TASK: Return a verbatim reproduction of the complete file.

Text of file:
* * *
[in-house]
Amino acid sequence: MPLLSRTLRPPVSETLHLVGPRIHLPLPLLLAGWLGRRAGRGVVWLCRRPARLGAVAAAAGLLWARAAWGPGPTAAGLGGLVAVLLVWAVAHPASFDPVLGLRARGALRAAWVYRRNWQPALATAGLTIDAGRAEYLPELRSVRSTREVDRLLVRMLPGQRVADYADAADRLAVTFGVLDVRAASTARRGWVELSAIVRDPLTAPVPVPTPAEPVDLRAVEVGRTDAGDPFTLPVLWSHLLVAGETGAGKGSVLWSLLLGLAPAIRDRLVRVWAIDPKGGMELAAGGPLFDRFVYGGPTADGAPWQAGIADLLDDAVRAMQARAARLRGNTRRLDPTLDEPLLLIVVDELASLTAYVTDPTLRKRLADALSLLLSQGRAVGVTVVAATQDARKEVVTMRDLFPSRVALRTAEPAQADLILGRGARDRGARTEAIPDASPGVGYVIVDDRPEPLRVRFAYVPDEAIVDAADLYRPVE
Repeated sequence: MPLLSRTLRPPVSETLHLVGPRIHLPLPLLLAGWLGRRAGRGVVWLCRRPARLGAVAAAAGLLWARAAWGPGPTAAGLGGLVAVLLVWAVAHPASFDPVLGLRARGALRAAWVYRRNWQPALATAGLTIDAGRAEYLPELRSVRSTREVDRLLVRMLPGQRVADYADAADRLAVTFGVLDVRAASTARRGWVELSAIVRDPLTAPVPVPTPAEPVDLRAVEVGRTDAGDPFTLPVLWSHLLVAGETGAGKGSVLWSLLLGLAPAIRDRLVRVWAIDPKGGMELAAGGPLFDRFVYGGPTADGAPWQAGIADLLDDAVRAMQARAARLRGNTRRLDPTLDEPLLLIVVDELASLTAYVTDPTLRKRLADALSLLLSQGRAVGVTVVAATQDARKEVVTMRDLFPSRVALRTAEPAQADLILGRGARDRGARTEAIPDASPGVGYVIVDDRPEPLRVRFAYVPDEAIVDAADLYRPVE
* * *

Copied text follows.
[in-house]
Amino acid sequence: MPLLSRTLRPPVSETLHLVGPRIHLPLPLLLAGWLGRRAGRGVVWLCRRPARLGAVAAAAGLLWARAAWGPGPTAAGLGGLVAVLLVWAVAHPASFDPVLGLRARGALRAAWVYRRNWQPALATAGLTIDAGRAEYLPELRSVRSTREVDRLLVRMLPGQRVADYADAADRLAVTFGVLDVRAASTARRGWVELSAIVRDPLTAPVPVPTPAEPVDLRAVEVGRTDAGDPFTLPVLWSHLLVAGETGAGKGSVLWSLLLGLAPAIRDRLVRVWAIDPKGGMELAAGGPLFDRFVYGGPTADGAPWQAGIADLLDDAVRAMQARAARLRGNTRRLDPTLDEPLLLIVVDELASLTAYVTDPTLRKRLADALSLLLSQGRAVGVTVVAATQDARKEVVTMRDLFPSRVALRTAEPAQADLILGRGARDRGARTEAIPDASPGVGYVIVDDRPEPLRVRFAYVPDEAIVDAADLYRPVE
Repeated sequence: MPLLSRTLRPPVSETLHLVGPRIHLPLPLLLAGWLGRRAGRGVVWLCRRPARLGAVAAAAGLLWARAAWGPGPTAAGLGGLVAVLLVWAVAHPASFDPVLGLRARGALRAAWVYRRNWQPALATAGLTIDAGRAEYLPELRSVRSTREVDRLLVRMLPGQRVADYADAADRLAVTFGVLDVRAASTARRGWVELSAIVRDPLTAPVPVPTPAEPVDLRAVEVGRTDAGDPFTLPVLWSHLLVAGETGAGKGSVLWSLLLGLAPAIRDRLVRVWAIDPKGGMELAAGGPLFDRFVYGGPTADGAPWQAGIADLLDDAVRAMQARAARLRGNTRRLDPTLDEPLLLIVVDELASLTAYVTDPTLRKRLADALSLLLSQGRAVGVTVVAATQDARKEVVTMRDLFPSRVALRTAEPAQADLILGRGARDRGARTEAIPDASPGVGYVIVDDRPEPLRVRFAYVPDEAIVDAADLYRPVE